Britain's Brexit Party Triumph in European Parliament Polls Raises Chances of No-Deal
The populist party, founded just three months ago, capitalised on public anger over delays to Britain's exit from the European Union.
Leader of the Brexit Party Nigel Farage, arrives at a party's news conference following the results of the European Parliament elections, in London, Britain May 27, 2019. REUTERS/Henry Nicholls - RC1C639DD850
London: Nigel Farage's anti-EU Brexit party topped European Parliament polls in Britain, putting intense pressure on the ruling Conservatives who suffered a historic rout and raising the chances of a no-deal outcome.
The populist party, founded just three months ago, capitalised on public anger over delays to Britain's exit from the European Union, winning 31.6 percent of the vote and picking up 29 seats, final results showed.
Prime Minister Theresa May's Conservative party meanwhile slumped to 9.1 percent, its worst national election result since 1832.
In a sign of the divisions still gripping Britain three years after the referendum vote for Brexit, the pro-European Liberal Democrats and Greens also made significant gains.
The elections, which took place on Thursday, were never meant to happen, as Britain was due to be out of the bloc on March 29.
But parliament has been unable to agree on how to leave, slowly sapping May's authority and forcing her to finally announce last week she would quit to let somebody else try.
Describing the result as "very disappointing", she said: "It shows the importance of finding a Brexit deal, and I sincerely hope these results focus minds in parliament." Several of those vying to replace her, including Boris Johnson, were quick to repeat that Brexit must happen by the latest deadline, October 31, with or without a deal with Brussels.
"No one sensible would aim exclusively for a no-deal outcome. No one responsible would take no-deal off the table," Johnson wrote in his weekly column in The Daily Telegraph.
In Sunderland, a Brexit-backing area in northeast England, several voters voiced support for a no-deal Brexit following the results.
"It's not going to kill us if we come out without a deal," said Alan Bell, 67, a former chef.
It was also a bad night for the main opposition Labour party, which has been accused of a confusing position on Brexit and slumped to 14.1 percent.
Farage only registered his party in February but succeeded in leveraging his reputation as one of the masterminds of the pro-Brexit campaign in 2016.
"If we don't leave on October 31, then the Brexit Party will go on to a general election and stun everybody there too," Farage told reporters in London on Monday.
He said his party should now have a say in any new Brexit negotiations with Brussels.
The EU has said it will not re-open the withdrawal deal already agreed with May, but many of her would-be successors are still likely to try.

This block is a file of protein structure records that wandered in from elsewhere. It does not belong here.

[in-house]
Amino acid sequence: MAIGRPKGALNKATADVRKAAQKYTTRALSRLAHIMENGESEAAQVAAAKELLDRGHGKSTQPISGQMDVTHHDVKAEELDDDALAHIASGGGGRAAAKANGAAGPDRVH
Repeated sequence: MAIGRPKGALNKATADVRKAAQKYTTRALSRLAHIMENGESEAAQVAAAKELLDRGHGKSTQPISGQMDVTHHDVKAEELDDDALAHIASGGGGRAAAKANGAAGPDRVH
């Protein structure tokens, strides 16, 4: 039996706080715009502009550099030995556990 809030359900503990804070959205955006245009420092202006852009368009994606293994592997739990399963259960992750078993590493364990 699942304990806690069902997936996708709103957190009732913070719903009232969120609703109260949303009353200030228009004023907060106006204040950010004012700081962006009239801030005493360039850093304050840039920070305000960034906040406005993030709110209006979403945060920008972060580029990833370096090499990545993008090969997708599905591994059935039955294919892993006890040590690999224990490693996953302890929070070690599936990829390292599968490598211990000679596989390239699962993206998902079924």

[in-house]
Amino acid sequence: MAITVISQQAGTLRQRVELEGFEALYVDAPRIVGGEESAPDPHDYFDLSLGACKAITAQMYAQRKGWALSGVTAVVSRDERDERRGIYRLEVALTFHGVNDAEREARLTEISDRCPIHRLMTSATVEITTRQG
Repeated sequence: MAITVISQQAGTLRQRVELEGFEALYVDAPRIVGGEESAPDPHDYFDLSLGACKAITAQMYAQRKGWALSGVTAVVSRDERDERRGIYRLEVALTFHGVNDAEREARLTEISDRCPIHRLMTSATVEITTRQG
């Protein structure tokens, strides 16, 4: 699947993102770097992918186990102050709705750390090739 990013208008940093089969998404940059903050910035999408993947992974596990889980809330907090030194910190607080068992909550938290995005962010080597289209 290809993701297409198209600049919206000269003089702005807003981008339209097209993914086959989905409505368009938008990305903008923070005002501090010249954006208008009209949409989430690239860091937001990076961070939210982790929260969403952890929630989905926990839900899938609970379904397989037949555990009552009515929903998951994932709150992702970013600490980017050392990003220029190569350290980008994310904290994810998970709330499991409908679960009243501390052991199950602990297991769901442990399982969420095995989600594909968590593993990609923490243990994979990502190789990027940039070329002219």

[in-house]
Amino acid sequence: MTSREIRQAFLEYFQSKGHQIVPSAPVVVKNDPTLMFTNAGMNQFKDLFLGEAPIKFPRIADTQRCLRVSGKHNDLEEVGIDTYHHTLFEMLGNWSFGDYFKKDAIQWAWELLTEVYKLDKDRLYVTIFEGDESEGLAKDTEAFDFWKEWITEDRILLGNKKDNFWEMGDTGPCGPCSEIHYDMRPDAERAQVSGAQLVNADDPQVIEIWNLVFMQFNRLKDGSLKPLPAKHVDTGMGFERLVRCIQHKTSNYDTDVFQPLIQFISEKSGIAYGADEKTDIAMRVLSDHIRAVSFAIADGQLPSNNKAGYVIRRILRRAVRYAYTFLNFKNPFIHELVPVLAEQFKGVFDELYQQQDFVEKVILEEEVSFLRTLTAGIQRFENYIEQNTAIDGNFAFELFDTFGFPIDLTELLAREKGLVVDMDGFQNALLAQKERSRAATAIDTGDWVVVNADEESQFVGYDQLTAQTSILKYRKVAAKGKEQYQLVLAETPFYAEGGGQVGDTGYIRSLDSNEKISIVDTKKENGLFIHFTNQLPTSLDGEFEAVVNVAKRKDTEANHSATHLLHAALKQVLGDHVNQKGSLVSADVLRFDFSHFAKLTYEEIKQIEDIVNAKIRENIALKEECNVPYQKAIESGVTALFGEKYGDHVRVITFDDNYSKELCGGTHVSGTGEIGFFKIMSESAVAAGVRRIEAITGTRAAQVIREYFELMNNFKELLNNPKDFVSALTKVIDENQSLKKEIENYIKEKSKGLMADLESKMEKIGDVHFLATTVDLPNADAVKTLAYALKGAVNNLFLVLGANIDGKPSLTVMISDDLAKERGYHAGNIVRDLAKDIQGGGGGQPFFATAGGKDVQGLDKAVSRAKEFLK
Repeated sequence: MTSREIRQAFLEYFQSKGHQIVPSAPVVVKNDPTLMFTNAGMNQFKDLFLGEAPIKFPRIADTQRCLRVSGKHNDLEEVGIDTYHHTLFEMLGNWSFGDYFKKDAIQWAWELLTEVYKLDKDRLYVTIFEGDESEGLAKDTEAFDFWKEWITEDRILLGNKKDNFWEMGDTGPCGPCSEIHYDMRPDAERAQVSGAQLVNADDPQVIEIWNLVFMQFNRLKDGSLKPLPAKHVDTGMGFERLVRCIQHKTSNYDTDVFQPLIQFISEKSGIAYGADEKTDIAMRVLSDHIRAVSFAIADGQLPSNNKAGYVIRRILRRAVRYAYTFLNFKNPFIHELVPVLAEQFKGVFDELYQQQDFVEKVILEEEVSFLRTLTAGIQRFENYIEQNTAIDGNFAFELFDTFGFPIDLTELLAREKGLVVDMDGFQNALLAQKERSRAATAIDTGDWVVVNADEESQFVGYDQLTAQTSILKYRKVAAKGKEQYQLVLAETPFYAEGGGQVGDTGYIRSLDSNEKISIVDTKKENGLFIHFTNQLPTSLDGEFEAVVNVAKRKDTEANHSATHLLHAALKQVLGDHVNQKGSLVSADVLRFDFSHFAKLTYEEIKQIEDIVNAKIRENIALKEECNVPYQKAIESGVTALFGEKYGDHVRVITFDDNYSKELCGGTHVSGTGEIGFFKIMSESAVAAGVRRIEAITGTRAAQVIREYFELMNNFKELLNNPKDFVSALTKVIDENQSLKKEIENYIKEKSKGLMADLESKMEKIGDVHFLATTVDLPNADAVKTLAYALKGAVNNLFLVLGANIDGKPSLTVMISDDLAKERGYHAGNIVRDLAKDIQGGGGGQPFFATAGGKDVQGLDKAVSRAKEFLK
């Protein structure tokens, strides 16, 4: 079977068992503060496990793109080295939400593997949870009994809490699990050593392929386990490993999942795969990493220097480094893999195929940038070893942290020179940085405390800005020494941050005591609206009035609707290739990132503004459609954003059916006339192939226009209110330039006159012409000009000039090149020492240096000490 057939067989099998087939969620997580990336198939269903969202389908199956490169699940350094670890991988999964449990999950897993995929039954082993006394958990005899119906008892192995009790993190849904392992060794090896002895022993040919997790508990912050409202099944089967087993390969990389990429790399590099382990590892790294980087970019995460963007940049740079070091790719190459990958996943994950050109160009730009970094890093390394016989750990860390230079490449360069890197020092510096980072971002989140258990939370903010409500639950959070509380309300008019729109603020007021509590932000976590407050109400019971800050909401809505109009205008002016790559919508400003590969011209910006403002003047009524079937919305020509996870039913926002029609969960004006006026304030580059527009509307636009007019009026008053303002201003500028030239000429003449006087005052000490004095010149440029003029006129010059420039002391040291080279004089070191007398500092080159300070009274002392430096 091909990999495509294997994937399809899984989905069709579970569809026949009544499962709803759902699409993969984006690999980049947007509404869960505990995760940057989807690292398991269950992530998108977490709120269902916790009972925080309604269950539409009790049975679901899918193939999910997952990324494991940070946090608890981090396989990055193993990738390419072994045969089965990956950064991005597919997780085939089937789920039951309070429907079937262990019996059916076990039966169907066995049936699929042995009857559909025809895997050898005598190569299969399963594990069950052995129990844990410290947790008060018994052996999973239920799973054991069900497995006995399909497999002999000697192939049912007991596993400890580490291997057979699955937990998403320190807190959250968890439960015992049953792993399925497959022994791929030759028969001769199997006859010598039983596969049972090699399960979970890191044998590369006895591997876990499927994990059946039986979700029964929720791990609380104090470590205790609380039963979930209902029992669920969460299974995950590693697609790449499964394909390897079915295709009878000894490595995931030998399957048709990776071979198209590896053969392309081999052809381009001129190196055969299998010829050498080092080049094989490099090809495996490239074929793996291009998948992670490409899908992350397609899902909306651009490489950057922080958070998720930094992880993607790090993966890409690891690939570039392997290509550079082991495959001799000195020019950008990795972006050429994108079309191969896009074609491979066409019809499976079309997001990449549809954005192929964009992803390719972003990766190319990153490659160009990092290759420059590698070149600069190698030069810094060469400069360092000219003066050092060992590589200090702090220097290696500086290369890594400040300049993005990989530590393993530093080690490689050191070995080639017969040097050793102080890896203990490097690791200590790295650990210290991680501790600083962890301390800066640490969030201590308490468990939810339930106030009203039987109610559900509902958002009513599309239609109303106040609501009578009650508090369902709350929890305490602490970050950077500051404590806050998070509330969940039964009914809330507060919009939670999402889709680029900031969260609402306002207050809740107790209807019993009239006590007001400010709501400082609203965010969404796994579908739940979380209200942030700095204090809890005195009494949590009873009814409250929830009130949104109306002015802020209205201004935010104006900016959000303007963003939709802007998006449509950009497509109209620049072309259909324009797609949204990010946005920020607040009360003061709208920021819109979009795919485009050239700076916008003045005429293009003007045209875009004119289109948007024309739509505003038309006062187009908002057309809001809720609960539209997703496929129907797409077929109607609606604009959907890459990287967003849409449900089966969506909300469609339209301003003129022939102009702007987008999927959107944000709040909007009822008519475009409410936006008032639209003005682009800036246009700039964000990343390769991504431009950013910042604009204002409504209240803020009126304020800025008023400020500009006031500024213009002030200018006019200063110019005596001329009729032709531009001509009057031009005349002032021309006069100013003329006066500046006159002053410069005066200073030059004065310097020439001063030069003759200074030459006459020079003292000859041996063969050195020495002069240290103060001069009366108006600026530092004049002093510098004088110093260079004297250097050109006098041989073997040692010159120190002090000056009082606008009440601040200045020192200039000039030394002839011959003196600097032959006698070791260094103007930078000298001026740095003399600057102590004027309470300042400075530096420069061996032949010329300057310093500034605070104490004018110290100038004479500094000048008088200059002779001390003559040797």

Anti-Brexit campaigners also hailed the success of parties who want to keep Britain in the EU, suggesting voters are as split as they were when they voted 52 to 48 percent to leave three years ago.
The Liberal Democrats came second with around 20.3 percent and 16 MEPs, up from just one MEP in the last European elections in 2014.
The Greens, who campaigned on an anti-Brexit ticket as well as for action on climate change, won seven seats with 12.1 percent of the vote.
Adding in votes for the Scottish National Party and Plaid Cymru in Wales, both of which want a second referendum, supporters saw a resounding victory for pro-EU forces.
"There will almost certainly be a referendum now and we've got to win that," Lib Dem leader Vince Cable told AFP at an event with the party's new MEPs on Monday.
Analysts, however, warned that European election results cannot be easily translated into success at British parliamentary elections, not least because a different voting system is used.
May's bickering Conservative party had been braced for poor results and barely bothered to campaign.
But it must now decide what to do about the long-suffering EU withdrawal deal May reached with Brussels last year.
Parliament was on course to reject the pact, intended to smooth Britain's exit, for a fourth time before May announced she was quitting.
Despite the calls for a "no deal" Brexit, MPs have repeatedly voted against that option, fearing the economic impact of a harsh break with Britain's closest trading partner.
And May's Finance Minister Philip Hammond warned on Sunday he might even be prepared to take the drastic step of voting to bring down a future Conservative government in order to avoid that situation.
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